Hutwa to acknowledge with thanks the receipt of your book, 


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TWTTfTTTfTrrTTTTTTWTTTTTTrWTWTfTTTTWTTWTf 
















. ->—•- ! -——i- : ------'—~- ; -^ 7 ^ ■■ :"•■ ■ “l U* 


JbjybibJybiLiLJAJttiLl^^^ 

( 43 ) 

the “Jubilee-Pramodika,” which you have so kindly sent him. 

His Highness read the book with interest and was very 
much pleased to find the loyal sentiments expressed in it. 

I remain, 

Yours faithfully, 
DAVENDRANATH DUTT, 

Private Secretary to II. II. the Maharaja of Hutiva 


Bikaner, 8th February, 1890. 

My Dear Panditji, 

I acknowledge with thanks the receipt of two copies of the 
“Jubilee-Pramodika” composed by you in honor of the fifty 
years peaceful reign of Her Most Gracious Majesty the Queen 
Empress of India. I perused the Verses of the original book 
and also the English translation with attention and found 
them the most interesting. I have a high opinion of the work 
and hope that Supreme Government will some day recognize 
your talents of profound learning and be good enough to con¬ 
fer upon you title of Maha Maho-padhyaya. 

I conclude this with only saying that you have spared no 
pains for the work which shows well your wisdom and high 
attainments of the sacred language of Sanskrit. I am most 
anxions to see you together with Maharaj Kishore Singhji on 
the occasion when it suits me. 

Yours most Sincerely 
Maharaja Sri Megh Singh. 













( J4 ) 

No. 266. 


From 


His Highness the Maharajah Bahadur of Durbhanga. 

Durbhanga, Dated the 15th November, 1888. 


Sir, 


Your letter of the 1st instant reached me in due course. I 
am much pleased with your “Jubilee-Pramodika,” and my 
thanks are due to you for your presenting me a copy of it. 

1 have the honor to be, 

Sir, 

Your most obedient servant, 
Lackhmishwar Singh, 
Maharajah Bahadur. 


Mandi, 24th July, 1888. 
My Dear Guruji, Pandit Lai Chandraji, 

Receive my best thanks for the “Jubilee-Pramodika” 
which you composed in honour of Her Majesty’s Jubilee and 
were good enough-to send me. The work shows your ability 
in Sanskrit as is evident from the letters you have received 
from high officials of Government. 

Blessed is the State where such'able Pandits are. I hope 
our Government will appreciate your loyal expressions by con¬ 
ferring any title of learning upon-you. 

I shall be glad to see you, if you will kindly come here. I 
sent a telegram to His Highness Maharaja Kishore Singhji, 
Commander in-chief, asking him kindly to send you here. As 








( 45 )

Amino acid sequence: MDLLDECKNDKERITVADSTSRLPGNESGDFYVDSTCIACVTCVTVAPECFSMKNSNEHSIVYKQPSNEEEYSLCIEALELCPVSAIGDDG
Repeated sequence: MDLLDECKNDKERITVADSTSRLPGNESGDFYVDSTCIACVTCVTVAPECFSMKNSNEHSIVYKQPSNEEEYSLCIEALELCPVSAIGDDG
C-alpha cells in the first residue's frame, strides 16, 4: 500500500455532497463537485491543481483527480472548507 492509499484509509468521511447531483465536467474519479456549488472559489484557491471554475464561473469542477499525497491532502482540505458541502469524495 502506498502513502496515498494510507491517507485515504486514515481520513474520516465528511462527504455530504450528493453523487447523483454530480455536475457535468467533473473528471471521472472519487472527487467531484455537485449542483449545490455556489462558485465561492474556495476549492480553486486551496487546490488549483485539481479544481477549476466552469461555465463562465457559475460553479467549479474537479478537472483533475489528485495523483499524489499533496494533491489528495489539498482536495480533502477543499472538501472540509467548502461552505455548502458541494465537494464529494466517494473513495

you are the Guru of the said Maharaja so I also hold you in 
the same position. 

Believe me. 

Yours truly, 

BIJAI SEIY, 

Raja of Mandi. 


Mdndd, 19th January, 1889. 

Dear Sir, 

Please accept my best thanks for the kind present of a 
copy of your (Jubilee-Pramodika) forwarded with your letter 
of the 14th instant. Men who are regarded as authorities on 
Oriental Classics have unanimously testified to the high merits 
of your book, and it would be superfluous for me to add any¬ 
thing more to their verdict. I may, however, remark that 
your thorough mastery of Sanskrit has enabled you to express 
even modern ideas in that ancient language in a manner 
highly creditable both to you and the State you belong to. 
The numerous blessings which the British Govt- has conferred 
on India & its people, though appreciated by many, could not 
have been so well and lucidly described, but by a man of 
your parts. As a Sanskrit poet & Astrologer you are too well 
known to need any comment from me. I have read your 
book with more than usual interest, not simply, because it is 
a work of merit but, because it breathes a spirit of thorough 
loyalty and devotion to our August Sovereign. You well 
deserve recognition at the hands of our Government, who, I 
doubt not will appreciate your merit and loyal sentiments. 












( 46 ) 


As you are the Spiritual Guide of the Jodhpur Royal Fa¬ 
mily, I too hold you in the same light, for both the houses of 
Jodhpur and Manda are from one and the same stock. 

With Pranms, 

I remain, 

Yours sincerely, 
RAMPRATAP SINHA, 
Maharaja of Manner, District Allahabad. 


Dear Sir, 

In reply to your letter of the 15th September last, I am 
directed to write to you to say that His Highness the Nawab 
Sahib has been much pleased to receive a copy of your (Jubi- 
lee-Pramodika) with opinions of the press and copy of letters 
sent by you, as a present to His Highness. 

I am further directed to say that the book is a good com¬ 
pilation of a brief account of the progress of civilization, arts, 
and prosperity of the country under the long and happy reign 
of Her Most Gracious Majesty the Queen-Empress, and that 
much credit is due to you for placing it before the public. 

With goods wishes, 

By order, 

I am,—Yours truly, 
AMORJI, ANAHDJI, 

Private Karbhary to His Highness Bahadur Khanji , 
Nawab Sahib of Junagarh. 


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JLJL 


( 47 ) 


JEYPUR STATE. 

Private Secretary’s Office, the 6th September, 1888. 
Sir, 

I am directed by H. H. the Maharaja to acknowledge the 
receipt of your letter, dated the 30th ultimo, and a copy of the 
1 ‘Jubilee-Pramodika,” and to state in reply that H. Highness 
has much pleasure in accepting the present. 

I remain, 

Yours obediently, 
SANSAR CHANDRA SEN, 
Private Secretary to the Maharaja. 


► 








Maharaja’s Office, 

Ulwar, 19th September, 1888. 

My Dear Pandit Sahib, 

I am desired by His Highness the Maharaja of Ulwar to